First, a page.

Evolution can happen in three main modes: articular and systemic monocyclic, polycyclic with systemic relapses and / or joint and chronic joint with and joint deformity and destruction [7]. Vital prognosis may be initiated due to non- control of the disease in severe forms by the risk of organ damage including heart and kidney as well as the high sensitivity of these children in developing a serious complication of the macrophage activation syndrome. The overall mortality in systemic arthritis is estimated at 2-4 % [8]. Severe forms are also associated with a greater risk of sequels and disabilities due to articular and systemic manifestations. Only a few predicting factors of severe evolution have been individualized (initial poly-arthritis, hip involvement, thrombocytosis, corticosteroid) [9-11]. The goal of this retrospective study describing a population of patients with SAJ followed in pediatrics is to determine the factors influencing the response to treatment of ASJ in Moroccan children.

2.       Patients and Methods

This is a retrospective study that involved children with ASJ collated in pediatric ward 4 (with 53 beds with biotherapy and physiotherapy rooms) and consultation of pediatric rheumatology which drains all cases of rheumatism and systemic chronic inflammatory diseases of children who come to Children's Hospital university hospital Ibn Sina in Rabat between January 2010and December 2015. All records of children with SAJ were analyzed and only those meeting ILAR diagnostic criteria (International League of Associations for Rheumatology) were included [12]. Clinical and laboratory data were collected from patients’ medical records. Joint involvement has been used as a criterion diagnosis in the presence of arthritis (oligo or polyarthritis), only patients with arthralgia were excluded from the study. Fever was considered when the temperature exceeded 38.5 with intermittent peaks for more than 2 weeks. The presence of cutaneous, adenomegaly and hepatosplenomegaly was noted. Cardiac involvement was assessed by echocardiography performed routinely on all patients. Biological data collected is: blood count, erythrocyte sedimentation rate, C reactive protein, fibrinogen, urea, creatinine, AST, ALT, anti-nuclear factor, rheumatoid factor.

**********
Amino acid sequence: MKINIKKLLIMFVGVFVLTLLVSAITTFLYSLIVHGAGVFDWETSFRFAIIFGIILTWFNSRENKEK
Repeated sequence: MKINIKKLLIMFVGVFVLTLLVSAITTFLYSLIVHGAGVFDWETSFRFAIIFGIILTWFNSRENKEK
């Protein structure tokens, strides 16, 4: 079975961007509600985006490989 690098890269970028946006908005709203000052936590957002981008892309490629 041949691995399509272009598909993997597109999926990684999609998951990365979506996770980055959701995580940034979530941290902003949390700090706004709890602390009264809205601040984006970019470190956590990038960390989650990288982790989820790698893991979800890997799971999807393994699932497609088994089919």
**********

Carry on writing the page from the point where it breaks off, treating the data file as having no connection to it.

The evaluation of bone involvement was made by comparative standard radiographs of the affected joints at diagnosis. The different stages of Stein broker were analyzed.

To evaluate severity factors, we divided the patients into 2 groups according to their clinical, laboratory and radiological signs. In group 1: responders to first-line therapy (NSAIDs, corticosteroids) and group 2: non-responders requiring a second treatment and third line (Methotrexate, cyclosporine, biotherapy). Treatment’s efficacy was assessed according to Guannini score now called Score of the American College of Rheumatoloy (Pediatric ACR) or sometimes called PRINTO detailed in (Table 1) [13]. Remission is defined by the absence of articular, systemic or biological activity of the disease for at least 6 months [11].

3.       Statistical Analysis

Quantitative variables were expressed by their mean and standard deviation when the distribution was normal or by their median and inter- quartile when it was abnormal. Qualitative variables were expressed by their numbers and percentage. Comparisons between groups of quantitative variables with symmetric distribution were conducted by Student's T test. Comparisons between groups of quantitative variables with skewed distributions were made through Wilcoxon test. Comparisons of quantitative variables between groups were performed by Fisher's exact test, as the c2 test applicability conditions were not met due to low enrollment. The statistical significance level (p) was set at 0.05.